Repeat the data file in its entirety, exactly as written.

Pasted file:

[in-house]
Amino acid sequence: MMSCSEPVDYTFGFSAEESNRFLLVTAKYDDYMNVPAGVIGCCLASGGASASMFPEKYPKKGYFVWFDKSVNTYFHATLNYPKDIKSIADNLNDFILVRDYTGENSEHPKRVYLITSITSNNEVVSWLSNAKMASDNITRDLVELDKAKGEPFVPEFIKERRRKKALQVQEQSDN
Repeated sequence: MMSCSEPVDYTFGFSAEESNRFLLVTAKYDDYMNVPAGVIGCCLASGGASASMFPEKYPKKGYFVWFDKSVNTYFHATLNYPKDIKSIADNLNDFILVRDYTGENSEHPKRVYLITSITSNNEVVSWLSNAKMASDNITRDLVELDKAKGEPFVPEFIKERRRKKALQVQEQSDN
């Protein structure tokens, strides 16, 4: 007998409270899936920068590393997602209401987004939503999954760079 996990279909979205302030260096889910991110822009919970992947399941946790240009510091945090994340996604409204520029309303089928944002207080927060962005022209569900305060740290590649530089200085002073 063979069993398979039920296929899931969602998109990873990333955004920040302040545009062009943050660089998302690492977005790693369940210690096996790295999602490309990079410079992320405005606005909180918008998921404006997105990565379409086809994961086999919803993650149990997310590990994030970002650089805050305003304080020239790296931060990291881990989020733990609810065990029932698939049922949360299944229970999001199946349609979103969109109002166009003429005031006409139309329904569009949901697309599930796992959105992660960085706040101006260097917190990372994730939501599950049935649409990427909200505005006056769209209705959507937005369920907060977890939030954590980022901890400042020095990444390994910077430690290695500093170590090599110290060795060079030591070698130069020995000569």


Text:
[in-house]
Amino acid sequence: MMSCSEPVDYTFGFSAEESNRFLLVTAKYDDYMNVPAGVIGCCLASGGASASMFPEKYPKKGYFVWFDKSVNTYFHATLNYPKDIKSIADNLNDFILVRDYTGENSEHPKRVYLITSITSNNEVVSWLSNAKMASDNITRDLVELDKAKGEPFVPEFIKERRRKKALQVQEQSDN
Repeated sequence: MMSCSEPVDYTFGFSAEESNRFLLVTAKYDDYMNVPAGVIGCCLASGGASASMFPEKYPKKGYFVWFDKSVNTYFHATLNYPKDIKSIADNLNDFILVRDYTGENSEHPKRVYLITSITSNNEVVSWLSNAKMASDNITRDLVELDKAKGEPFVPEFIKERRRKKALQVQEQSDN
């Protein structure tokens, strides 16, 4: 007998409270899936920068590393997602209401987004939503999954760079 996990279909979205302030260096889910991110822009919970992947399941946790240009510091945090994340996604409204520029309303089928944002207080927060962005022209569900305060740290590649530089200085002073 063979069993398979039920296929899931969602998109990873990333955004920040302040545009062009943050660089998302690492977005790693369940210690096996790295999602490309990079410079992320405005606005909180918008998921404006997105990565379409086809994961086999919803993650149990997310590990994030970002650089805050305003304080020239790296931060990291881990989020733990609810065990029932698939049922949360299944229970999001199946349609979103969109109002166009003429005031006409139309329904569009949901697309599930796992959105992660960085706040101006260097917190990372994730939501599950049935649409990427909200505005006056769209209705959507937005369920907060977890939030954590980022901890400042020095990444390994910077430690290695500093170590090599110290060795060079030591070698130069020995000569």